There are two excuses for such draning behavior, one based on liberty and one based on racism. Both must be addressed calmly and logically if we are to build the political will necessary to rebuid our cities, especially in the South.
One: "you can't tell me what to do with my property." This is usually employed by the rich or well-connected property owner who owns blighted or derelict property. Spending money to keep the building up will increase property values and probably property taxes. There is no incentive to keep up the property, and there is no incentive to sell the property (if it may be worth something someday). So it just keeps mouldering where it is, dragging the neighborhood and community around it down with it.
I can empathize with a property owner's rights to their own property, but not at the expense of surrounding neighborhoods and communities, and not while being subsidized by my tax dollars. Yes, there is a fine line that exists here between individual rights and government intrusion, but let us not pretend it can't be walked, especially with dynamic and responsive local involvement. Right now, some wealthy property owners are hiding behind this slippery slope and the rest of us are paying for it.
Two: "Racism." A more complicated excuse, this is broken into two sections. The first is akin to enemies using human sheilds during times of war, the second is based on reasonable historical mistrust taken to extremes.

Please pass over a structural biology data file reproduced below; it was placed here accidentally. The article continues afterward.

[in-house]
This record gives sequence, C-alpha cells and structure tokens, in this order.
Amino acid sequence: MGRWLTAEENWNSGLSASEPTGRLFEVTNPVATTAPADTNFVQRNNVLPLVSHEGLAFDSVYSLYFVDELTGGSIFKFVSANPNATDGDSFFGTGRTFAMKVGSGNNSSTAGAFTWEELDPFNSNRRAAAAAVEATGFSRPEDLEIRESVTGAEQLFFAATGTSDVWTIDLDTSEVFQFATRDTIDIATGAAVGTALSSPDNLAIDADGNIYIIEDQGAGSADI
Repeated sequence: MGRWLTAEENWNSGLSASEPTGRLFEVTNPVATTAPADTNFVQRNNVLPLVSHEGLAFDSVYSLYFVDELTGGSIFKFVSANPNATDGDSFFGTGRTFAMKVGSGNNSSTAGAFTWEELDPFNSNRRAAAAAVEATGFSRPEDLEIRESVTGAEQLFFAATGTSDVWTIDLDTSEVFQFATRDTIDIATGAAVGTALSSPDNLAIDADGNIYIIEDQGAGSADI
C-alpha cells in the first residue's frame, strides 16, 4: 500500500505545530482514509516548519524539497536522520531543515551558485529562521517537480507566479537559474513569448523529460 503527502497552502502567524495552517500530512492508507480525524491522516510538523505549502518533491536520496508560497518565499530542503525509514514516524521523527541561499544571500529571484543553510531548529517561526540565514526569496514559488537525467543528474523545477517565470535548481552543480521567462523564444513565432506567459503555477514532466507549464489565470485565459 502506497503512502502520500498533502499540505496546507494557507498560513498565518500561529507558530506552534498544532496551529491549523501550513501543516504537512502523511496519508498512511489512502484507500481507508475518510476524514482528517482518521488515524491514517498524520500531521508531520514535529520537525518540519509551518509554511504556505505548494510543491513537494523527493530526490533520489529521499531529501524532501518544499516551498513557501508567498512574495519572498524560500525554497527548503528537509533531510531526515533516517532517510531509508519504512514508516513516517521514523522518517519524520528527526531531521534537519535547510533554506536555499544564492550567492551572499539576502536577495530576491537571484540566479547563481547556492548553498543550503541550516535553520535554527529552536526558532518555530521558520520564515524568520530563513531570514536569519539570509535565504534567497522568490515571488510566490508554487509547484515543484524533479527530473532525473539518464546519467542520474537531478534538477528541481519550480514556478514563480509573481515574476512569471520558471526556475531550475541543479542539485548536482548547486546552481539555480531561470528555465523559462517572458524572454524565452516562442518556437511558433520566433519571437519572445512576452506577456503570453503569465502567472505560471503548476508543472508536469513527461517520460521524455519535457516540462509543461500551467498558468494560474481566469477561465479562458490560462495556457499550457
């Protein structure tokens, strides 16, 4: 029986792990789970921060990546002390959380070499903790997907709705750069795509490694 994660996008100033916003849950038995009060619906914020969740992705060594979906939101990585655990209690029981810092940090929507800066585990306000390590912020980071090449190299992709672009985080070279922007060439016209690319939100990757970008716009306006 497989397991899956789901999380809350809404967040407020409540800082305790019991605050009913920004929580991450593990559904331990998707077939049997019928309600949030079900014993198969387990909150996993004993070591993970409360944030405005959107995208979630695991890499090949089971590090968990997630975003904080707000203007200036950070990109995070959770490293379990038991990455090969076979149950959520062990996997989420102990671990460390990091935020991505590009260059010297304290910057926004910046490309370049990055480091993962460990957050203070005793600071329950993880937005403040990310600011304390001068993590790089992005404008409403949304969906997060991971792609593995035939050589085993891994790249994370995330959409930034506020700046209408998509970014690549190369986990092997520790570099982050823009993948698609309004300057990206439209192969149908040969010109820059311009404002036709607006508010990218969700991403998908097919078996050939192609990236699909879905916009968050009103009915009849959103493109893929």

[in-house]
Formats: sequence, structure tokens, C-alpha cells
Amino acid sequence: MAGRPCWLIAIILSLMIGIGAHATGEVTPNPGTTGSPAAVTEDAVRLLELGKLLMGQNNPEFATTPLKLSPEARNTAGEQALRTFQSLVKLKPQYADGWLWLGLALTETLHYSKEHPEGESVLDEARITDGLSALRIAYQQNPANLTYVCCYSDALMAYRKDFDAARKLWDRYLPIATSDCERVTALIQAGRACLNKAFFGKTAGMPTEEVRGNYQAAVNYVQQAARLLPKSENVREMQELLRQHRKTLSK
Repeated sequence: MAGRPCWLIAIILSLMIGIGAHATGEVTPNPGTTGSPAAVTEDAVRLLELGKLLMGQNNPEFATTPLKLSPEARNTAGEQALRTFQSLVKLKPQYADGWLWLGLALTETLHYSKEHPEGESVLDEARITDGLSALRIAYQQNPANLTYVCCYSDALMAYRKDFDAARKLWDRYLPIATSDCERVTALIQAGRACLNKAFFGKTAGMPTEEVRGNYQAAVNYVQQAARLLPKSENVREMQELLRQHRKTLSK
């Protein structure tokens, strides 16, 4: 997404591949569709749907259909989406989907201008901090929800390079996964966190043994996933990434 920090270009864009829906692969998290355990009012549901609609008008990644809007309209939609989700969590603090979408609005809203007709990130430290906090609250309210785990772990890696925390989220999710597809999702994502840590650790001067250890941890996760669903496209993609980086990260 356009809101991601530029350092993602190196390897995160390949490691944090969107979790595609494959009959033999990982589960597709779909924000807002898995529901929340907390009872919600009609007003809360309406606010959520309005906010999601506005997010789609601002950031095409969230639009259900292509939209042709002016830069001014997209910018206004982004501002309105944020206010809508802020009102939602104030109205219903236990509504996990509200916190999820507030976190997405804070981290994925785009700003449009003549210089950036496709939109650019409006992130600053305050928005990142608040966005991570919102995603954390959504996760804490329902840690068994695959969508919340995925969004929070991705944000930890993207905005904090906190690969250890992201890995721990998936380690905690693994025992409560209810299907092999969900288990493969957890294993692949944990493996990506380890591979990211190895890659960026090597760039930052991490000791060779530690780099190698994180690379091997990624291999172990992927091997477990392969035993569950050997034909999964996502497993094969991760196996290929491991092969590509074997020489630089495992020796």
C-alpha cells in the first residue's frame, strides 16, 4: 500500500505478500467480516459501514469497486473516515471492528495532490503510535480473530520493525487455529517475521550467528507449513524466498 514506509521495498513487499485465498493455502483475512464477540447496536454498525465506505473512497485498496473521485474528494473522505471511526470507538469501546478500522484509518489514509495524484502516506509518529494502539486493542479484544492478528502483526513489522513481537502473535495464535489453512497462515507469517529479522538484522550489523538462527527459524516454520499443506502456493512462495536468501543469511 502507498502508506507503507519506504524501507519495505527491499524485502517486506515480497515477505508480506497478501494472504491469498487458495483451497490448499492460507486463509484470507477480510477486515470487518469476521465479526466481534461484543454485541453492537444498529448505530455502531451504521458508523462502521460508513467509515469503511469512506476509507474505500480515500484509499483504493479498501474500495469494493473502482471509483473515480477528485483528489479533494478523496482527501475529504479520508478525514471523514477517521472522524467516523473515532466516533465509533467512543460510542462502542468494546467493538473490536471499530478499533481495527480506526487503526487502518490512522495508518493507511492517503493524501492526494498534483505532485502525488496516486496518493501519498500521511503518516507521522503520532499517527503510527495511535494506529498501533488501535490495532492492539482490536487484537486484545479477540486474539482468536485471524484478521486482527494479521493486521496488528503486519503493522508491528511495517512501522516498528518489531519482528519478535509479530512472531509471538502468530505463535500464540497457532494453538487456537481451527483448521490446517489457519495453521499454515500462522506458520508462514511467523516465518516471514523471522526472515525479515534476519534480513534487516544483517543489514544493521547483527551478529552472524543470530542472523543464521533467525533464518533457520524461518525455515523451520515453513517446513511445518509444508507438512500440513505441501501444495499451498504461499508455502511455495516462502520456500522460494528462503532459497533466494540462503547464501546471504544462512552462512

2A: A rich, well-connected property owner (of any race, and this includes government agencies) rents to low-income or Section 8 tenants and allows the properties to deteriorate. The Housing authorities do not enforce code on these properties because of a lack of resources or interest. The result allows low-income or Section 8 tenants to live in squalor, while the owner collects a government check. Populist critics blame the property's state of disrepair on the residents, even though the owner of the property and the local government AND the state or federal housing authority should be ensuring compliance and basic standards of living.
Because many urban, low-income or Section 8 tenants, especially in New Orleans and across the South, are inhabited by at-risk minorities, addressing these living conditions can be demagouged as racist policy by those who don't want the situation to change. Requiring property owners to maintain their property may cause those property owners to sell those properties or stop renting to low-income or Section 8 tenants, usually resulting in such tenants having to leave thier places of residnece. History being what it is, this can be construed as racist policy even if enforcing code and basic building standards will benefit the at-risk residents of low-income housing or Section 8, AND the neighborhoods and communities in which they live which may be neither at-risk, nor low-income, nor Section 8.